You’ll Be Seeing More of Me…

Estimated reading time: 4 minute(s)

Yesterday was the last class day for a home school group that we’ve been part of this year. Every Monday a couple dozen families or so come together for three classes, a talk about life with God, and some extra time in the gym. (The kids love that part!) It’s a place to connect with lots of other families who are also not sending their kids through the public school system, which is really nice.

If you’re a regular reader of, you’ll already know this about me, but for those who may have just happened by, or are new here…

I’m very weird. 🙂

So, I notice funny things. One such thing was from a conversation yesterday that seemed to suggest that because it was the last day of Monday classes, I would not be seeing a particular person from our group again, presumably until the classes resume again in September!

That was actually so odd to me (since I am, in fact, the one who is odd) that I didn’t even understand that possibility! But after thinking about it a bit, I replied, “But… we’ll still get together…”

What struck me about it afterwards was that I know I used to think that way. I totally did. The sadness (if there indeed was any) of a school year coming to an end was that you wouldn’t see your friends again till the next year. Same with any other programs we are part of. We wish they wouldn’t end, because it means we won’t see those people any more for a while… at least, not regularly.

But why? Why do we live that way? Is it our culture? Our very individualistic society? Are we intentionally only allowing relationships to happen through structures that we have created? What about dropping by a neighbor’s house just to say hello? What about inviting those friends over for dinner? What about inviting them to meet you at a park, or out for a walk with your family, or at the ice cream place?

How about just a friendly phone call for no particular reason at all? Might find out about something that’s going on that you could help with, or just join in on. (With mutual consent, of course… not recommending “crashing” someone’s party.) 😉

I’m fascinated by the way we relate to each other in our society, our culture. We have forgotten the days of knowing and doing life beside our neighbors. We drive to every social club/event/gathering that we do, because they are often not in our local community. And our social interactions are nearly all “scheduled”. Schedules aren’t bad, necessarily, but where’s the freedom to just be friends? Does every interaction have to be for a reason?

Sadly, I think somewhere along the way, I learned that to be true.

Thankfully, somewhere later along the way, I unlearned that.

One thing we try to do as the Campbell family is be available. We really try hard not to plug in to too many things because it will just drive us crazy. Sure there will be fun parts. Seeing lots of people on a regular basis is one of those parts. But the drawbacks are too great. Do you ever feel like your days are all about getting to the next thing or getting the next thing done? Where are the moments to enjoy life? Alone, with God, or together with family and friends?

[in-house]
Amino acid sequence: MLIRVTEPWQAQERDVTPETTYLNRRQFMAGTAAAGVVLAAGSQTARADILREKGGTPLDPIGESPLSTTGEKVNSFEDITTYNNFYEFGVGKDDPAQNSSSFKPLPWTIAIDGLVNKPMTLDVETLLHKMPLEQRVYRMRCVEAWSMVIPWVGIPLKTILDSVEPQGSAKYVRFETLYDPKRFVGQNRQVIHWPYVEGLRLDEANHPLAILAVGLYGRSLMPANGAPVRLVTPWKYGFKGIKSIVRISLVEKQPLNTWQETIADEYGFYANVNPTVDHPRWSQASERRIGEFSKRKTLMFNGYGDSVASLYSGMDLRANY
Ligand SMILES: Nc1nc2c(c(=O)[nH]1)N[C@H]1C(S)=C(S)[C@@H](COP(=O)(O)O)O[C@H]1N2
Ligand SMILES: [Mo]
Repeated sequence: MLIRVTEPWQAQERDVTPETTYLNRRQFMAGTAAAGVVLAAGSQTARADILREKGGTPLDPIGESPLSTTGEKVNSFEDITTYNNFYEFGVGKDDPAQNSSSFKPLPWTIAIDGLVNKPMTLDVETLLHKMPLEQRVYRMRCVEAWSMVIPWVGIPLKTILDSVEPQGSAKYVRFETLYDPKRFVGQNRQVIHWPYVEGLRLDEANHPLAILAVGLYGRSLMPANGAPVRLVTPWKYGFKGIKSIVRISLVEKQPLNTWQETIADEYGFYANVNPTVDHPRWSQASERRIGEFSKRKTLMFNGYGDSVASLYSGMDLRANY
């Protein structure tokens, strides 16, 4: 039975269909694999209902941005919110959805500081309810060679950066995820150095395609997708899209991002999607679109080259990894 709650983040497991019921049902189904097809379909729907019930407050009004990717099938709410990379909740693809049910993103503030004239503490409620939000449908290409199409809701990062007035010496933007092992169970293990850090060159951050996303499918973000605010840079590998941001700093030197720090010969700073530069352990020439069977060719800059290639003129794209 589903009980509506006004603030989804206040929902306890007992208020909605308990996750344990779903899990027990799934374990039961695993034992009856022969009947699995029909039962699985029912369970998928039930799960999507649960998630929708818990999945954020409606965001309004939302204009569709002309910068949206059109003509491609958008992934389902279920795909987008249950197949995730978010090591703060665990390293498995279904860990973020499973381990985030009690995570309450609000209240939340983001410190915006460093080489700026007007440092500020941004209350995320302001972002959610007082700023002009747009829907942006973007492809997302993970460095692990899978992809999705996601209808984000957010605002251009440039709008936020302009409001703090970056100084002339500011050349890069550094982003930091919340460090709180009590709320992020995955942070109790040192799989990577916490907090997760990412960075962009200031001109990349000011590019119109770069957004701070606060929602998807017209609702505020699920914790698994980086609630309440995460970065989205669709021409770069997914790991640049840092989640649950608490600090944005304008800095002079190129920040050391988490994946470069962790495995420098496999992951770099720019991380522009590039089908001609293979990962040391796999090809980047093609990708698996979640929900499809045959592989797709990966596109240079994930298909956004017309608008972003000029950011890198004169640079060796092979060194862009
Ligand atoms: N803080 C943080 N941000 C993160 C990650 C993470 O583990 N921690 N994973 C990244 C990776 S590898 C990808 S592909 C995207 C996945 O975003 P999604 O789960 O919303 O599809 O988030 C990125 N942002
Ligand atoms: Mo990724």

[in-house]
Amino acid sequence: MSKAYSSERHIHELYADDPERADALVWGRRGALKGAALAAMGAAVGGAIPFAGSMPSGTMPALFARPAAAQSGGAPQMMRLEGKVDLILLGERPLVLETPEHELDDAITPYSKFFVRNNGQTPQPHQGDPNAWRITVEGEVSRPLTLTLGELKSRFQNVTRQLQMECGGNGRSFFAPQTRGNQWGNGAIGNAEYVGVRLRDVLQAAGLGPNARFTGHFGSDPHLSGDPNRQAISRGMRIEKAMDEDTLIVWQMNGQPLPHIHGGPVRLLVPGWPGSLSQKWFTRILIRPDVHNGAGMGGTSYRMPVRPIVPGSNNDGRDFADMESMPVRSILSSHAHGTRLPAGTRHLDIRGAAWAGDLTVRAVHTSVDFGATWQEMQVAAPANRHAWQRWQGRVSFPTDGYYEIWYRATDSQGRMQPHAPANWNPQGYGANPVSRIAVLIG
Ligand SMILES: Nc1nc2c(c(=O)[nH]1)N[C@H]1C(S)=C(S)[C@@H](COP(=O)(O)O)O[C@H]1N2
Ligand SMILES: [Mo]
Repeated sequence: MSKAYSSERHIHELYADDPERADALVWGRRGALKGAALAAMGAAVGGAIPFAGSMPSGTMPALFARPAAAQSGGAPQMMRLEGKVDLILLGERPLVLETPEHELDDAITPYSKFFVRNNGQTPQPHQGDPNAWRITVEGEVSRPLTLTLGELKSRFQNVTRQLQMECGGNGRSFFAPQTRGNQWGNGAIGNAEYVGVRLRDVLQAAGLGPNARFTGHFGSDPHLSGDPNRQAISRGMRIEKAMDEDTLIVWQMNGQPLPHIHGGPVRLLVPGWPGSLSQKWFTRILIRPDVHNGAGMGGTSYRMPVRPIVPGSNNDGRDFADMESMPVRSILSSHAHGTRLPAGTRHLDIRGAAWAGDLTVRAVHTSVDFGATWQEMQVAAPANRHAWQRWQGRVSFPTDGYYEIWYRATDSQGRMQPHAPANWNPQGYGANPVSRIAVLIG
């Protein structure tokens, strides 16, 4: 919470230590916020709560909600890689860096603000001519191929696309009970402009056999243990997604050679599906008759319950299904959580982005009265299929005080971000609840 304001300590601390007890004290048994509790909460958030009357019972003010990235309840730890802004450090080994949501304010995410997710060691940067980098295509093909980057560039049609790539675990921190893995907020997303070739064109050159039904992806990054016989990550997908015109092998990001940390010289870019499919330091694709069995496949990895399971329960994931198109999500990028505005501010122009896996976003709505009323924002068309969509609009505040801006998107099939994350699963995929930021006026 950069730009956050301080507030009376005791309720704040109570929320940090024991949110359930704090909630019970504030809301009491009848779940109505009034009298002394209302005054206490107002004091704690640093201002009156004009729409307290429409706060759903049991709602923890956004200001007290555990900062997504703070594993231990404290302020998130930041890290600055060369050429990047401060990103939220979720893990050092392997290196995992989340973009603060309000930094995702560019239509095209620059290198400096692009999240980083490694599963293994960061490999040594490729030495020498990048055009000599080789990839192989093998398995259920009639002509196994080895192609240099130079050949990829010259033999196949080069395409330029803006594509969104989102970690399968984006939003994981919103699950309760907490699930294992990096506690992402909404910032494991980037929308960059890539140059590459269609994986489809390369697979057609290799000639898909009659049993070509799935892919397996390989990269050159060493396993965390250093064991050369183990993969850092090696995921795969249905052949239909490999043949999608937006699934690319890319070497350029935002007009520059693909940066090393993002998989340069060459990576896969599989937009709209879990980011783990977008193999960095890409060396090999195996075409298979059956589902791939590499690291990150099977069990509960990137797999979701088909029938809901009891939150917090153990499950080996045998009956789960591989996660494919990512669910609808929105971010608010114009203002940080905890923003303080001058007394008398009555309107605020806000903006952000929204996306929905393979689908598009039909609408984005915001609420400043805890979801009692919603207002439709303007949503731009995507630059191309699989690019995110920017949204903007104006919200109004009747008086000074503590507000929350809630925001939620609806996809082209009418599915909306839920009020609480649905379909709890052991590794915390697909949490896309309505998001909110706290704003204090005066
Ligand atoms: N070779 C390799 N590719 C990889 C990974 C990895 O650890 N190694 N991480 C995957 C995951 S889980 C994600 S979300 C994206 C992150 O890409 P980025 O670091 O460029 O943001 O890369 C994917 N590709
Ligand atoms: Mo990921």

Not that events are not part of life. That’s not at all what I am saying. But our tendency (at least, speaking for our family a few years back, and even now when we don’t pay attention!) is to say “yes” to every fun opportunity, or even seek out things to be doing. I won’t go into all the possible reasons we busy ourselves so, but it is certainly true of most everyone that I know. So, I’m guessing it is true of you, too.

Groups and events and scheduled gatherings are super great. There are good memories made, and often, good relationships developed. But it just doesn’t end there. In fact, if it does, I contend that you don’t have good relationships (with those people). A friendship is more, deeper. Through good and bad, in meaningful and completely meaningless times. It’s always on. There’s no summer break.

So, to any of our home school group friends who may be reading this… I know that our last day of classes was yesterday, but, I’m fairly certain that if our families have connected, you’ll be seeing more of me. 😉


  1. yes it’s are weird 🙂

    I think some of us crave relationship more than others, but it is definitely a western culture thing too, in my opinion…
    fact of the matter is, in order to get up off our tushies and do something, we must WANT TO, and relationships are no different, they require effort and energy.

    For you or me, that’s not a deterrent, but I do know some people (hehe) for whom it is….


  2. Laura, Jen and I have been thinking a lot lately about education (in general, our own, and our children’s) and one thing we’ve noticed is that it does definitely take effort. The word effort might be misunderstood, though. In some ways it conjures up images of (unwanted) toil, rather than just “fruit-producing” work. Anything worth doing in life does definitely require some energy… or effort!

    Re: that being a deterrent, Jen has said repeatedly that structures through which we have friendships and relate are the apparatus that ensures that people who have lower motivation to “be a friend” are actually “off their tushies” and out with people. An interesting take on it, to be sure. The only problem with that is when all of your interaction with others is reliant upon this apparatus. At least, it’s a problem from my vantage point. In that it’s not the best, fullest form of friendship and relating.


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